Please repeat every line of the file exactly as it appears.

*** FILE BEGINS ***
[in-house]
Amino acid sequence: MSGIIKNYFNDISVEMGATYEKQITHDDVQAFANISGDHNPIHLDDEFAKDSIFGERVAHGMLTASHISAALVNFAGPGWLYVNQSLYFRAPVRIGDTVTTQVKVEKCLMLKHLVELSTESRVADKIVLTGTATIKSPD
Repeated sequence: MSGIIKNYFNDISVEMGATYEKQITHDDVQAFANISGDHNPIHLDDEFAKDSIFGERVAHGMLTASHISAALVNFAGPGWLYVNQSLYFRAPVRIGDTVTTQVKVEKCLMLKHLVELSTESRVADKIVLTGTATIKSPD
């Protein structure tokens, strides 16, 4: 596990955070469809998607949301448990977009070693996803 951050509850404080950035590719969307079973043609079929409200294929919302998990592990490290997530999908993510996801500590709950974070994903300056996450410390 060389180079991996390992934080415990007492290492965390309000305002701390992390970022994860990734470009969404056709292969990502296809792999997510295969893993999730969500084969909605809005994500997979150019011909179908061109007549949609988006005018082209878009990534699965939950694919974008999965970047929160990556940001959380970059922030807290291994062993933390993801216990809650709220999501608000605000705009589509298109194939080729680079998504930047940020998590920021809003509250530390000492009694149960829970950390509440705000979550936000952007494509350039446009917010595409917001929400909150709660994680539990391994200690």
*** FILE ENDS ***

[in-house]
Amino acid sequence: MSGIIKNYFNDISVEMGATYEKQITHDDVQAFANISGDHNPIHLDDEFAKDSIFGERVAHGMLTASHISAALVNFAGPGWLYVNQSLYFRAPVRIGDTVTTQVKVEKCLMLKHLVELSTESRVADKIVLTGTATIKSPD
Repeated sequence: MSGIIKNYFNDISVEMGATYEKQITHDDVQAFANISGDHNPIHLDDEFAKDSIFGERVAHGMLTASHISAALVNFAGPGWLYVNQSLYFRAPVRIGDTVTTQVKVEKCLMLKHLVELSTESRVADKIVLTGTATIKSPD
């Protein structure tokens, strides 16, 4: 596990955070469809998607949301448990977009070693996803 951050509850404080950035590719969307079973043609079929409200294929919302998990592990490290997530999908993510996801500590709950974070994903300056996450410390 060389180079991996390992934080415990007492290492965390309000305002701390992390970022994860990734470009969404056709292969990502296809792999997510295969893993999730969500084969909605809005994500997979150019011909179908061109007549949609988006005018082209878009990534699965939950694919974008999965970047929160990556940001959380970059922030807290291994062993933390993801216990809650709220999501608000605000705009589509298109194939080729680079998504930047940020998590920021809003509250530390000492009694149960829970950390509440705000979550936000952007494509350039446009917010595409917001929400909150709660994680539990391994200690």